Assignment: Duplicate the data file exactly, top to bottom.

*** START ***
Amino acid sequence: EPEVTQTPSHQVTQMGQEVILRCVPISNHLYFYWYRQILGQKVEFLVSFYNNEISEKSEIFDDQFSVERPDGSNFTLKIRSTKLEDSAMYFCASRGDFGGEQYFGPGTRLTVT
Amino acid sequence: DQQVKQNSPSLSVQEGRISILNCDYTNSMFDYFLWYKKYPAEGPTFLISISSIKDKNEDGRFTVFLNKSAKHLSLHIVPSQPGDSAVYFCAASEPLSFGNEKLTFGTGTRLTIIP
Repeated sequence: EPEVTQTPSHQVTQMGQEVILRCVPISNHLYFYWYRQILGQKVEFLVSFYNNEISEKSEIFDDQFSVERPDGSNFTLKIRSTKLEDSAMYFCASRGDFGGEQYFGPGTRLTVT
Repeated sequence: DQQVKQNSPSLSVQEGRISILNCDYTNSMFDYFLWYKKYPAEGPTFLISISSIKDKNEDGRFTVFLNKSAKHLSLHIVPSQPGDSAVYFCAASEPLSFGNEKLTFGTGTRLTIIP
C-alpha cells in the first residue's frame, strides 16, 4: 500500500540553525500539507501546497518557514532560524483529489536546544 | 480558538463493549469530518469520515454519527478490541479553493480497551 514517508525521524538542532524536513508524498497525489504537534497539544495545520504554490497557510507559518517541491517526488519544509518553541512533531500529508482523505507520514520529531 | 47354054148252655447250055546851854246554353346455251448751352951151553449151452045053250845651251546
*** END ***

Amino acid sequence: EPEVTQTPSHQVTQMGQEVILRCVPISNHLYFYWYRQILGQKVEFLVSFYNNEISEKSEIFDDQFSVERPDGSNFTLKIRSTKLEDSAMYFCASRGDFGGEQYFGPGTRLTVT
Amino acid sequence: DQQVKQNSPSLSVQEGRISILNCDYTNSMFDYFLWYKKYPAEGPTFLISISSIKDKNEDGRFTVFLNKSAKHLSLHIVPSQPGDSAVYFCAASEPLSFGNEKLTFGTGTRLTIIP
Repeated sequence: EPEVTQTPSHQVTQMGQEVILRCVPISNHLYFYWYRQILGQKVEFLVSFYNNEISEKSEIFDDQFSVERPDGSNFTLKIRSTKLEDSAMYFCASRGDFGGEQYFGPGTRLTVT
Repeated sequence: DQQVKQNSPSLSVQEGRISILNCDYTNSMFDYFLWYKKYPAEGPTFLISISSIKDKNEDGRFTVFLNKSAKHLSLHIVPSQPGDSAVYFCAASEPLSFGNEKLTFGTGTRLTIIP
C-alpha cells in the first residue's frame, strides 16, 4: 500500500540553525500539507501546497518557514532560524483529489536546544 | 480558538463493549469530518469520515454519527478490541479553493480497551 514517508525521524538542532524536513508524498497525489504537534497539544495545520504554490497557510507559518517541491517526488519544509518553541512533531500529508482523505507520514520529531 | 47354054148252655447250055546851854246554353346455251448751352951151553449151452045053250845651251546